I take the PATH train right from my corner at 7:30 a.m. and, when it comes above ground in NJ, I get the most wonderful sunrises! We go through a maze of old “lacework” bridges, antique infrastructure that is truly beautiful, on our way to Newark. In contrast to the MTA, the PATH is clean and the people on it, friendly (when they’re awake).

A van picks me up at Penn Station, Newark, and takes me to Audible, a 17-story building that is about ten minutes away by car. My schedule is very flexible, just as long as I somehow work exactly forty hours a week, and take an unpaid lunch of 30-60 minutes every day.

The lunch room is huge and takes up half of the fifteenth floor (I’m on twelve). Some days we have a guest chef (for example, my first day at work, the chef was from Senegal). On those days, there will be a long table featuring his food, in addition to the tables for the vegetarian specials, daily specials, salad bar and “Chef’s Table”, not to mention the desserts. All of it is VERY healthy eats, even the desserts.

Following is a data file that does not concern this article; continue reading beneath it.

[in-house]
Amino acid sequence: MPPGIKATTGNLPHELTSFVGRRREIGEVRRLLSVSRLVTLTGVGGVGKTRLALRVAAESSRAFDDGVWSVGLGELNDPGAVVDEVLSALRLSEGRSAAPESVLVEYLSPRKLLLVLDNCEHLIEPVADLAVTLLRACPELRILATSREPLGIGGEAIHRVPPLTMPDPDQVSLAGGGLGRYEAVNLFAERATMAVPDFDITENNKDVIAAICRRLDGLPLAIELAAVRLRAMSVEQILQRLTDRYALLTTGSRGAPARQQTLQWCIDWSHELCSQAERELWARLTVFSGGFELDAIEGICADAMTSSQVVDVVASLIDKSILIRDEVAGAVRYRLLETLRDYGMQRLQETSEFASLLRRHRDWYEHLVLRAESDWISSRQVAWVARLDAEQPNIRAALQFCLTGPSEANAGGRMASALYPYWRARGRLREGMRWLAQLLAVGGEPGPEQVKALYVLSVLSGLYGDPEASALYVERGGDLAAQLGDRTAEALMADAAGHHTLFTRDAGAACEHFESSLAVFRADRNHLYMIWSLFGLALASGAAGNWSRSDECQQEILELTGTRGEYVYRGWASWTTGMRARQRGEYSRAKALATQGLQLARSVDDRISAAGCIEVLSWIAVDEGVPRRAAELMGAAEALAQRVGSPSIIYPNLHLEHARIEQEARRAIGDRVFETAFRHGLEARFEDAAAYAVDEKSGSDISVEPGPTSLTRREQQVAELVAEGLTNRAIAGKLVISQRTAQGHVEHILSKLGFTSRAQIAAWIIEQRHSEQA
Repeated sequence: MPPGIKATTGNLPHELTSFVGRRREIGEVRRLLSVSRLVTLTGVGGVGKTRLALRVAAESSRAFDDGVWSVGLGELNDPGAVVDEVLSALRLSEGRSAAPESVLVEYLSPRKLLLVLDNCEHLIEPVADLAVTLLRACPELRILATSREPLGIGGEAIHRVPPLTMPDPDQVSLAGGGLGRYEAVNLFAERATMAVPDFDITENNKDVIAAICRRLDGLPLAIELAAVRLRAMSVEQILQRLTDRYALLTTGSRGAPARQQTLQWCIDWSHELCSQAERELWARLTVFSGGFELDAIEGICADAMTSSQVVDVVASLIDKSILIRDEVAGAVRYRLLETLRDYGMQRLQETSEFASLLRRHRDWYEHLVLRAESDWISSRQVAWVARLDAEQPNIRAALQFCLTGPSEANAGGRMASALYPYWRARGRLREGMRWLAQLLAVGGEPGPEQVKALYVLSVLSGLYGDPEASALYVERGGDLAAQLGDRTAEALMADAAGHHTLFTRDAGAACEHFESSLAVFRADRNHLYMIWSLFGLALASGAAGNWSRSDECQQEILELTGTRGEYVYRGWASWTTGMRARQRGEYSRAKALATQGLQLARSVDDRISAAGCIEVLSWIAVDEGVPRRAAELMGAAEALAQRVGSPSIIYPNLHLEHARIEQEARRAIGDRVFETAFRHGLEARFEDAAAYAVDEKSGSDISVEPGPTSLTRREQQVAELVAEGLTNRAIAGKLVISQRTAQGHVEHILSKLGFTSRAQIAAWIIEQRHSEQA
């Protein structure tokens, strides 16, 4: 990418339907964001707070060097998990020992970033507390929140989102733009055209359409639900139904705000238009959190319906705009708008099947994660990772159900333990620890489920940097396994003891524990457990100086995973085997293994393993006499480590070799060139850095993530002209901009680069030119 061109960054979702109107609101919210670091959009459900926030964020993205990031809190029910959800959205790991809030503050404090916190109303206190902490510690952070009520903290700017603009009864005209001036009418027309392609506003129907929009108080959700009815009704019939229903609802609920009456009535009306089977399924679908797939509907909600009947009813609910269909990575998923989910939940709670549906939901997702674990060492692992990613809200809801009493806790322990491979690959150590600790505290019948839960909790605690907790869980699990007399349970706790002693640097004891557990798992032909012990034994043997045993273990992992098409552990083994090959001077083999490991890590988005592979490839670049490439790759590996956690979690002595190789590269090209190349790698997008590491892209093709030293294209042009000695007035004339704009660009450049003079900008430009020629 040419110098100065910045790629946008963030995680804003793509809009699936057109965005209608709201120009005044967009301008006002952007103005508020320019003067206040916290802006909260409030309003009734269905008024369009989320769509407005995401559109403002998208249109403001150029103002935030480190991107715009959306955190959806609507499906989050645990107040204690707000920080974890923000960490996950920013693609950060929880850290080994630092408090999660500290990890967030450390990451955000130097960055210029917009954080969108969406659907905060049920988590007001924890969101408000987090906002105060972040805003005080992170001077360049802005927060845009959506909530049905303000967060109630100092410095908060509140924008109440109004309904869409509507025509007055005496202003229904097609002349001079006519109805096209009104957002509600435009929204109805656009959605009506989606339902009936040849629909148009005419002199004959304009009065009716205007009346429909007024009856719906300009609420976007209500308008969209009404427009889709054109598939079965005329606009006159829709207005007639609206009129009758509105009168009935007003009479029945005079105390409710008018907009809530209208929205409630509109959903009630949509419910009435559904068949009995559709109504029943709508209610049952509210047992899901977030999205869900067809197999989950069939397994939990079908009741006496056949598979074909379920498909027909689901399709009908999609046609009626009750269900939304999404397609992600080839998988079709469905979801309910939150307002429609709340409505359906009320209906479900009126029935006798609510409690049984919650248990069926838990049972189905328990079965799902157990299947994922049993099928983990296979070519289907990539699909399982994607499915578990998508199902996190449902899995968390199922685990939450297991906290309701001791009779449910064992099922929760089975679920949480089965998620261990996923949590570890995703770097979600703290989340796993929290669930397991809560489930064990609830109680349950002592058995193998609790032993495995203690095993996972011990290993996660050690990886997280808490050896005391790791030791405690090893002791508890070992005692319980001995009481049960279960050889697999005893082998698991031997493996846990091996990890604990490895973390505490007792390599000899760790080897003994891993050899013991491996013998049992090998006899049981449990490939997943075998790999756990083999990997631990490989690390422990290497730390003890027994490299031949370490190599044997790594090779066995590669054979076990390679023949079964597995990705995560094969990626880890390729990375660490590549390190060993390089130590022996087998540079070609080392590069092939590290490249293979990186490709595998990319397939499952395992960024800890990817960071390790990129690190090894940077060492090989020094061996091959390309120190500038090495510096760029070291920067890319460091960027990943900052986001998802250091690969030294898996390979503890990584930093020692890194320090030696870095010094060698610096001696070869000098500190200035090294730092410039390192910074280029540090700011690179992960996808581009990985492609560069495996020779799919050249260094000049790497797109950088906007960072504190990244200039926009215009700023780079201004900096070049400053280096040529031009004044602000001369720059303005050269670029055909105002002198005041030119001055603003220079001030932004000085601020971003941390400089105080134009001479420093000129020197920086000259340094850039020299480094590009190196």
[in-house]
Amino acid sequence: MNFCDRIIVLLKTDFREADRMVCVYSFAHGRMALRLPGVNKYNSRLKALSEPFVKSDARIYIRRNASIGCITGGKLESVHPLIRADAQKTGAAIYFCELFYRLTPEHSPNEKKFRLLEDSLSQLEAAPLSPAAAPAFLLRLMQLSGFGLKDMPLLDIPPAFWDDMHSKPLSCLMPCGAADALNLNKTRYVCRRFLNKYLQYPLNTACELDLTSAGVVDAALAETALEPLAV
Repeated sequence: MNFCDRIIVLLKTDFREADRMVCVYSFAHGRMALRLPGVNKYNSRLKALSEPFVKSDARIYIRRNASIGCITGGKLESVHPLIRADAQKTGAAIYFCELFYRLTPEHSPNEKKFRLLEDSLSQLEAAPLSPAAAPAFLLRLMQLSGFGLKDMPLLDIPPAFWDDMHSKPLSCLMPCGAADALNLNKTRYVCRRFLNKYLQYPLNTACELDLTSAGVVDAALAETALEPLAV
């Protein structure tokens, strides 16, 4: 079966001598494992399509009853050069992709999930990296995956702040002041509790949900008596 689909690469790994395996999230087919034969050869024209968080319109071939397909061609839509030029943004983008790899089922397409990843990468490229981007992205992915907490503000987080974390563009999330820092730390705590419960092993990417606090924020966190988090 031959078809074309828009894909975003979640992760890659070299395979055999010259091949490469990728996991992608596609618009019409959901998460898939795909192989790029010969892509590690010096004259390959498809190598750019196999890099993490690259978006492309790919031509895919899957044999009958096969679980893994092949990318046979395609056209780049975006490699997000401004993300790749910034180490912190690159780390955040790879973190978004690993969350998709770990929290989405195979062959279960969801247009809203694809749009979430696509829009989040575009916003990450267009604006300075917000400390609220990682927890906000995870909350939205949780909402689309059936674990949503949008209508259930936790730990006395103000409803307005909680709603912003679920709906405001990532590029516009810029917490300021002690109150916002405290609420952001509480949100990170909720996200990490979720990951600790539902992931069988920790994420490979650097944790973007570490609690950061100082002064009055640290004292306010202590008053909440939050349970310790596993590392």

Squished church: view from 15th-floor lunch room

Squished church: view from the 15th-floor lunch room

One day I came in after 1:00 and there were no cookies left. The next day, one of the cafeteria workers took me aside and told me that they had put out extra cookies—just for my 4:00 “high tea”! Another day we had bratwurst, and I told the chef that “we” (in Wisconsin) heat up the brats in warm beer before and after grilling them; no brat should ever be without some sort of beer flavor, even if beer is banned at lunch. She said that they were not allowed to use alcohol; but I pointed out that hot beer would not have much alcohol left in it, so she offered to try my “recipe” the next time.